Perhaps you knew one of those beautiful, magnetic, confident-by-pedigree women in college, someone who seemed to exist mysteriously and without effort better than you ever could. Such is the case for ordinary, bookish Vivian Feld in Deborah Shapiro’s engaging debut novel, “The Sun in Your Eyes.” Viv first meets Lee, the daughter of candle-in-the-wind rocker Jesse Parrish, when Lee attempts to recruit her for a cult during her freshman year at a New England college. “It was like listening to the radio,” Viv later recalls, “having been stuck on static and then finding a channel that came though strong and played songs you love.” Her life, up to that point, seemed not to have mattered; their relationship is indeed a kind of cult, if not the one Lee originally meant.
Told largely from Viv’s point of view, Shapiro’s novel is a musical whodunit. Viv, now in her early 30s, is pulled back into Lee’s orbit for a road trip after several years of estrangement. She and Lee head out in search of the almost mystical final session tapes that Jesse Parrish recorded before his death in a car accident, which left his then-4-year-old daughter to be raised by her willful and promiscuous mother. Viv, who works as a writer on a soap opera in New York, agrees to the trip despite being newly pregnant, a fact she has not yet shared with her husband. He is a committed audiophile, who in college formed the third point on a triangle with Viv and Lee.
Initially, Lee’s plan strikes her friend as “kid-detective,” and, on its face, the novel’s plot may appear this way to some readers, too. But as Viv puts it, this detective story features a “femme fatale — the one who shows up with a story full of holes and you, the cynic and the sap, still follow her.” Which is to say that, by and large, the novel is grounded in the richness of its characters, and especially in the portrait of female friendship that Shapiro has painted. In their different ways, these two women turn to one another with very human, very ambivalent needs. The novel is honest about the way old friendships are sometimes sustained on nostalgia, and about the hierarchies that exist within them, which here translate into dependencies, seductions and betrayals large and small.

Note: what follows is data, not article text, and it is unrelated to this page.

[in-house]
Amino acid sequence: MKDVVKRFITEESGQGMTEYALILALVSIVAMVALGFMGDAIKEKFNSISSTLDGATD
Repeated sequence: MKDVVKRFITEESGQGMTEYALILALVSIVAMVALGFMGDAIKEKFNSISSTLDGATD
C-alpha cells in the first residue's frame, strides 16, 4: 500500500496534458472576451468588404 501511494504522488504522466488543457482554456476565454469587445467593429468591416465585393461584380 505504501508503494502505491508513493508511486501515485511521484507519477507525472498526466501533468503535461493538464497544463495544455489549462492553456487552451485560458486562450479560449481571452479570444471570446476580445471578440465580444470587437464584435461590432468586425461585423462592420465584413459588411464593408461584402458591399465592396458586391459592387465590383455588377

Shapiro’s writing is light and lovely, evoking the sun of her title. She allows the 1970s music and the fictional Jesse Parrish to enter the novel lightly, too, through reminiscences, lyrics, clippings and descriptions of photographs. The scene, of the sort once presided over by Ellen Willis, Lester Bangs and Joan Didion, is evoked within the present-day plot as a sort of bright aura. It’s an evocative setting, but the main action remains in the space between Viv and Lee, in their closeness and distance.
Jenny Hendrix is a writer in Brooklyn.
By Deborah Shapiro
William Morrow. 280 pp. $25.99